Saturday, October 25, 2014
I walked into Lilting blind, knowing nothing but the fact that it starred Ben Wishaw, of whom I am a huge fan.
There were a lot of things about Lilting that completely shocked me. You could have told me it was made by a film veteran maker, with a $5 million budget, and I'd have nodded and shrugged. It would have made sense. But when the film ended, I pulled up the production information. Written and directed by a first-timer, Hong Khau. Made for a mere $250,000 as part of Film London's Microwave project, which aims to provide financial support to up-and-coming artists.
Is this really the movie I just watched?
Lilting depicts the life of Junn (Pei Pei Cheng), an elderly Chinese woman living in a care home in London. Junn is living there because her son, Kai (Andrew Leung), put her in the home against her will, and shortly before he could move her out, died in an accident.
Junn is completely alone. Her husband is dead, and she doesn't know English, which made Kai her only connection to the outside world. Kai had been living with his boyfriend of four years, Richard, at the time of his accident, who attempts to make contact with Junn. This proves difficult, not only because of the language barrier between them, but because Junn was unaware of Kai's sexuality, and Richard struggles with how forthright about their situation he can really be.
"Lilting" refers to a rhythmic form of movement, sort of a quasi-dance/stride. The feeling of that somewhat foreign word compactly sums up this movie: fairly unknown and hyper-niche at first glance, punctuated by subtlety and grace. Richard spends most of his interpreted conversations with Junn doing a slow, careful dance - each sentence laden with potential landmines, whether it's exposing the true nature of Richard's relationship with her son, or perpetrating a cultural (or even generational) misunderstanding. Almost every step forward is followed by several steps back.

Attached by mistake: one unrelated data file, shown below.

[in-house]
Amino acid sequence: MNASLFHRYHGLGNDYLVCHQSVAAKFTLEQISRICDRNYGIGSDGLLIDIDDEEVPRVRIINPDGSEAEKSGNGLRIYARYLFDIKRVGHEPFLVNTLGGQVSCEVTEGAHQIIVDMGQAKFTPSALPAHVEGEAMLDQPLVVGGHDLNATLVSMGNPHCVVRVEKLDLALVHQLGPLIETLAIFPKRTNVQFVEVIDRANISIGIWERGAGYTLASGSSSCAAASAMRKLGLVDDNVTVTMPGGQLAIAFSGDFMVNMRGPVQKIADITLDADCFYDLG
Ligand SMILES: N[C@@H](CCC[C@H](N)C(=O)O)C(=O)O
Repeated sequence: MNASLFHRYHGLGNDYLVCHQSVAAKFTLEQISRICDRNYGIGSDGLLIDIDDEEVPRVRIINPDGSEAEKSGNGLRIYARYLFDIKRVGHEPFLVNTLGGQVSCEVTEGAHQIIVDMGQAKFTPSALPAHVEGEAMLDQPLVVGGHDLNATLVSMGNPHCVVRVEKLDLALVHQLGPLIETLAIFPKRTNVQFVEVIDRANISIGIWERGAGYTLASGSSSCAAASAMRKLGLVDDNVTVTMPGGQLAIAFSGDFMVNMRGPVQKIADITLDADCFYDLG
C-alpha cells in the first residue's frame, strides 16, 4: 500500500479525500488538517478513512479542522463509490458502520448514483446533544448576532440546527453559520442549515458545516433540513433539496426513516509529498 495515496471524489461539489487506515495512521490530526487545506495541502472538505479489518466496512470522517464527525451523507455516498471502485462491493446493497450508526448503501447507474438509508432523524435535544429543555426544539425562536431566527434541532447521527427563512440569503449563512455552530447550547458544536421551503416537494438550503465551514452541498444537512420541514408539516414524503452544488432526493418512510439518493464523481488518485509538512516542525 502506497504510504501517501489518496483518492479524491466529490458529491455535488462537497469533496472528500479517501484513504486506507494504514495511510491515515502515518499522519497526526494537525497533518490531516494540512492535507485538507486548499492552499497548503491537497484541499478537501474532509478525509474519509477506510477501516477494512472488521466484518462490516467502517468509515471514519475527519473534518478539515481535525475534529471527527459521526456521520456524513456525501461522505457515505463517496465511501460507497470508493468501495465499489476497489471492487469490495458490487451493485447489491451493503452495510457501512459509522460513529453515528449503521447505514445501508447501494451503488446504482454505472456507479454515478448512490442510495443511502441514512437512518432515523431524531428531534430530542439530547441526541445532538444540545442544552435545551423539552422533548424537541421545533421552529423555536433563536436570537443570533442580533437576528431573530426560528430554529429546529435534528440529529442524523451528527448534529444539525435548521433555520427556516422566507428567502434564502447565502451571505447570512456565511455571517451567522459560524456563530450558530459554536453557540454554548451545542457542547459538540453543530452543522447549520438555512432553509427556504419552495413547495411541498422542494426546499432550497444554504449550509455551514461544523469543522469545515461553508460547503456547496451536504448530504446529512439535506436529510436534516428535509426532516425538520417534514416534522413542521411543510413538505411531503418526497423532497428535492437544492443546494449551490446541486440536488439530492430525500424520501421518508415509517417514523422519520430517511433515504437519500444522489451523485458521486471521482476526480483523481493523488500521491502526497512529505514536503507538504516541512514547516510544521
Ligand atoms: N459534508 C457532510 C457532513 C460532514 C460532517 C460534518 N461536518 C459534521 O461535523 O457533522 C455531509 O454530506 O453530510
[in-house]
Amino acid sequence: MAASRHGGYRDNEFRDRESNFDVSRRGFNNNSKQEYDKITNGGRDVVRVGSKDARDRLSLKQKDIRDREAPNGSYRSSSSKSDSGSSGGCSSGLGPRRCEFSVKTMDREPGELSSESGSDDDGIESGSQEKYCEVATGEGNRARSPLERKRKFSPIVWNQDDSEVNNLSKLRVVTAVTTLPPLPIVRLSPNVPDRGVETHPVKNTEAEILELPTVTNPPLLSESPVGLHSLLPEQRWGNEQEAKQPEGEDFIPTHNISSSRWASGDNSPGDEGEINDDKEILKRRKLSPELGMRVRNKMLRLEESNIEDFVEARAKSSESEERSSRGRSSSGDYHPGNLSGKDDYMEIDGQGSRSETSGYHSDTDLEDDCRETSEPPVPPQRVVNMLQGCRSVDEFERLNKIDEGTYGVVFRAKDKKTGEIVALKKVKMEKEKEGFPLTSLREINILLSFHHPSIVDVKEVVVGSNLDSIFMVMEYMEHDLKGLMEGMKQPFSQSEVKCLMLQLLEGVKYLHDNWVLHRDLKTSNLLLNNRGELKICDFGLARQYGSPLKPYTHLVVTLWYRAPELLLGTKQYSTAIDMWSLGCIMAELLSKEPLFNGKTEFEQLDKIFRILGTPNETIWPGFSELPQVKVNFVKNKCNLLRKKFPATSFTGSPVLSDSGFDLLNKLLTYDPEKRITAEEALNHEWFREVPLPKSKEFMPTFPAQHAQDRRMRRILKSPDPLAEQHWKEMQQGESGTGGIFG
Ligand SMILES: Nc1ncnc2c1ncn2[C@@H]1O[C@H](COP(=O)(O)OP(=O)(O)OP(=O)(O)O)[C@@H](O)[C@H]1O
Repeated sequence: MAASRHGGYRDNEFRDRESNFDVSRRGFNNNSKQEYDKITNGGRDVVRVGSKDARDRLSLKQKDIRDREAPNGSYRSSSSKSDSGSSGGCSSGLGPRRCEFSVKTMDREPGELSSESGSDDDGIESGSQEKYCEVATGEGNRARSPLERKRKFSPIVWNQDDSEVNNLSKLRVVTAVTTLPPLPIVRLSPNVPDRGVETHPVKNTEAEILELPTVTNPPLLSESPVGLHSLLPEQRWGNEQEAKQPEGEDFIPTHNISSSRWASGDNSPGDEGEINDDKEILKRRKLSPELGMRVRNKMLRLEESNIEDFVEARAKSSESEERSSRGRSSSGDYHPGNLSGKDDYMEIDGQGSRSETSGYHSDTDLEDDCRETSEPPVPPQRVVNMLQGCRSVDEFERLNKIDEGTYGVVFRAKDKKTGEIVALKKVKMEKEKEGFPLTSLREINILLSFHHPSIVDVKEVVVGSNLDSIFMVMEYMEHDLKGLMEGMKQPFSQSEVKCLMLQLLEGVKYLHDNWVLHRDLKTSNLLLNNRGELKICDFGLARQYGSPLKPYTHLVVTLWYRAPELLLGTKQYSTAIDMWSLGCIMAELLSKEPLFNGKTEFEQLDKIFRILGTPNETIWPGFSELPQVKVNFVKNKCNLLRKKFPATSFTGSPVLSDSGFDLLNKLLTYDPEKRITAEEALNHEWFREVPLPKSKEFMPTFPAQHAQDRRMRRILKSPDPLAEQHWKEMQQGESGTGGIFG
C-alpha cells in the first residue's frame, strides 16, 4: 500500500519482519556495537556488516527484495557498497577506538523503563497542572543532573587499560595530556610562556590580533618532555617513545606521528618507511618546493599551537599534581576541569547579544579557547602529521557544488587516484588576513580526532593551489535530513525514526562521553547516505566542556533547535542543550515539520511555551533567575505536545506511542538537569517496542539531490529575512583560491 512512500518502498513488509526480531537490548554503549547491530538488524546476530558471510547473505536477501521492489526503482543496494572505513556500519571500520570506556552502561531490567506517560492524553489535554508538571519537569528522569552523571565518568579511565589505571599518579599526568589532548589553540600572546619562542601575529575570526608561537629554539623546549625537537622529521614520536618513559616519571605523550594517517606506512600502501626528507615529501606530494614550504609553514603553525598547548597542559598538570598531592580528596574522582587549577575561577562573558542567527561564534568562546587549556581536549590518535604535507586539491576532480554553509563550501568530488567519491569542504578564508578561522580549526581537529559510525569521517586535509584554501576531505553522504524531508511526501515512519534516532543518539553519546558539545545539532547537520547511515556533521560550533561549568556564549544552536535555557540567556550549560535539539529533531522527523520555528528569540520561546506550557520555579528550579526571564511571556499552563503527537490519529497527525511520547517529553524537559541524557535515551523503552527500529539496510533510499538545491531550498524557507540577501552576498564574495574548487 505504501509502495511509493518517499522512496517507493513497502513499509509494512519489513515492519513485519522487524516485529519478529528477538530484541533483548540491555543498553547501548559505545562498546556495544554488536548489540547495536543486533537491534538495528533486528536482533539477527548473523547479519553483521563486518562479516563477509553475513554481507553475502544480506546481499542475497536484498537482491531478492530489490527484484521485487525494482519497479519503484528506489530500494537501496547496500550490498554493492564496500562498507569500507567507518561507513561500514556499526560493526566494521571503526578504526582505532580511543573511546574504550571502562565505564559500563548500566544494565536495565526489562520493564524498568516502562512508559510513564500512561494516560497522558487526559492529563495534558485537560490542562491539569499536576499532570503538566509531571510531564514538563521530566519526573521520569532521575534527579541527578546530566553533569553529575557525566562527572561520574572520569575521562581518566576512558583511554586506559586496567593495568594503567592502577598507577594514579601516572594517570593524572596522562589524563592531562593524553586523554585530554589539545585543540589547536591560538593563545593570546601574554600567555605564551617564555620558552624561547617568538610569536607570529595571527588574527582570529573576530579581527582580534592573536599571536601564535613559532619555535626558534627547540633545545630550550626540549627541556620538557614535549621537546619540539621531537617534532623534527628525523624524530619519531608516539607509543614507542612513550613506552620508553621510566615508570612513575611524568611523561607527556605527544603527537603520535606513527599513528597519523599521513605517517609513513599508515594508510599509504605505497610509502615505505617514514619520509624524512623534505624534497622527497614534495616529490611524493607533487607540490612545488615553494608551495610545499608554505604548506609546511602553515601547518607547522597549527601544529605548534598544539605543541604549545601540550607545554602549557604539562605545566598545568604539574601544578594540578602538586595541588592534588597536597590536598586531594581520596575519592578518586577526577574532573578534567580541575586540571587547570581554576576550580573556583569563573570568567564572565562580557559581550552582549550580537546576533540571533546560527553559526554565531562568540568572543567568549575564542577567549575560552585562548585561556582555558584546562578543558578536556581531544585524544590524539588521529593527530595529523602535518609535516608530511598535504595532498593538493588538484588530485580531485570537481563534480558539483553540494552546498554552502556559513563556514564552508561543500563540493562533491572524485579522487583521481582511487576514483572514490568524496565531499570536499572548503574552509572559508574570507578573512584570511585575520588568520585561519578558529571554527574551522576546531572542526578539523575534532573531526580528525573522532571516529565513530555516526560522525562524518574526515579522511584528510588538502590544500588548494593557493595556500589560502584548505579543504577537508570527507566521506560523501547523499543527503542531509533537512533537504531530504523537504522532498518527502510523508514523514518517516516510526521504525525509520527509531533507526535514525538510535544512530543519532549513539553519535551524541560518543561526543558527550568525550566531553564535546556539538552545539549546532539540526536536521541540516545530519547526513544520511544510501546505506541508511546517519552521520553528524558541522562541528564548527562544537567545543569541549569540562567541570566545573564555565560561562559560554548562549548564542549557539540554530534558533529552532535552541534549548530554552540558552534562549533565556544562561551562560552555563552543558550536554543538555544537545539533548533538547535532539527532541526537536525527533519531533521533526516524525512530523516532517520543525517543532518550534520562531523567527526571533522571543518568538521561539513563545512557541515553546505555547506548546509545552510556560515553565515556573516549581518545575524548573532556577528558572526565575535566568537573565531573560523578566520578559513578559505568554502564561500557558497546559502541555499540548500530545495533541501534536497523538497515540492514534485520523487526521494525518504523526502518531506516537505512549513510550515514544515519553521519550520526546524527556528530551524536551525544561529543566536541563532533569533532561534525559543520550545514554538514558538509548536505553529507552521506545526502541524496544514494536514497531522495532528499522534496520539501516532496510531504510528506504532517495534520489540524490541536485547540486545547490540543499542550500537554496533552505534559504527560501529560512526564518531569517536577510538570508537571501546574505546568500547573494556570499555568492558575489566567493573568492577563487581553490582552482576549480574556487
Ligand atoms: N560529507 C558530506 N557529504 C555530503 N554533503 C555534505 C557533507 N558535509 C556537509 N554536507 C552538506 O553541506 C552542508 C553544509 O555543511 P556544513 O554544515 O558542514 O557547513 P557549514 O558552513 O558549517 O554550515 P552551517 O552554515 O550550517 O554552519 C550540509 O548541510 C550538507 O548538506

The film also approaches storytelling in a very subtle, graceful way, allowing Richard and Junn to remember Kai through flashbacks, and to mourn him in those small and realistic ways. We don't see Richard cradling Kai's body as he dies; we see Richard struggle with the more mundane steps of every day life, like making a bacon sandwich in the way Kai taught him.
Lilting is one of those very rare films that shows you a very specific and unique point of view about something you may not have thought of before. Strong performances from Wishaw and Cheng, as well as a debut role for Naomi Christie as their interpreter, allow the delicate subject to remain tight and captivating. Lilting also manages to handle its admittedly dramatic plot with a very matter-of-fact, straightforward approach, even peppering in moments of hope as we see Richard make small steps forward in his exchanges with Junn.
Overall consensus: For Immediate Consumption
For our Atlanta readers: Lilting is now playing at Landmark Midtown Arts Cinema.